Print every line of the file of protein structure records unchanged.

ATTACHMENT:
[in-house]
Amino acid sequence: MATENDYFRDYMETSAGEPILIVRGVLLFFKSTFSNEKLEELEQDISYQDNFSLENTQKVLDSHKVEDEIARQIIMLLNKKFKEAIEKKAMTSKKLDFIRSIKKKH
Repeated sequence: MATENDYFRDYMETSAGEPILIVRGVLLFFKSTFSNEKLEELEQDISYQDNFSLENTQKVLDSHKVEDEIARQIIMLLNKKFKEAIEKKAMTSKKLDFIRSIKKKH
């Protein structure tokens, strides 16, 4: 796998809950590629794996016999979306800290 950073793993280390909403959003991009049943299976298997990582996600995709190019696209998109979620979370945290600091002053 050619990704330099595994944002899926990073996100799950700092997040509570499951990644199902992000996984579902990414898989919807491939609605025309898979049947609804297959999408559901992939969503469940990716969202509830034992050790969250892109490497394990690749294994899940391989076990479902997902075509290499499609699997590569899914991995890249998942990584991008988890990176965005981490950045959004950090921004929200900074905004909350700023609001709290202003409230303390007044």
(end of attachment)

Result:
[in-house]
Amino acid sequence: MATENDYFRDYMETSAGEPILIVRGVLLFFKSTFSNEKLEELEQDISYQDNFSLENTQKVLDSHKVEDEIARQIIMLLNKKFKEAIEKKAMTSKKLDFIRSIKKKH
Repeated sequence: MATENDYFRDYMETSAGEPILIVRGVLLFFKSTFSNEKLEELEQDISYQDNFSLENTQKVLDSHKVEDEIARQIIMLLNKKFKEAIEKKAMTSKKLDFIRSIKKKH
């Protein structure tokens, strides 16, 4: 796998809950590629794996016999979306800290 950073793993280390909403959003991009049943299976298997990582996600995709190019696209998109979620979370945290600091002053 050619990704330099595994944002899926990073996100799950700092997040509570499951990644199902992000996984579902990414898989919807491939609605025309898979049947609804297959999408559901992939969503469940990716969202509830034992050790969250892109490497394990690749294994899940391989076990479902997902075509290499499609699997590569899914991995890249998942990584991008988890990176965005981490950045959004950090921004929200900074905004909350700023609001709290202003409230303390007044």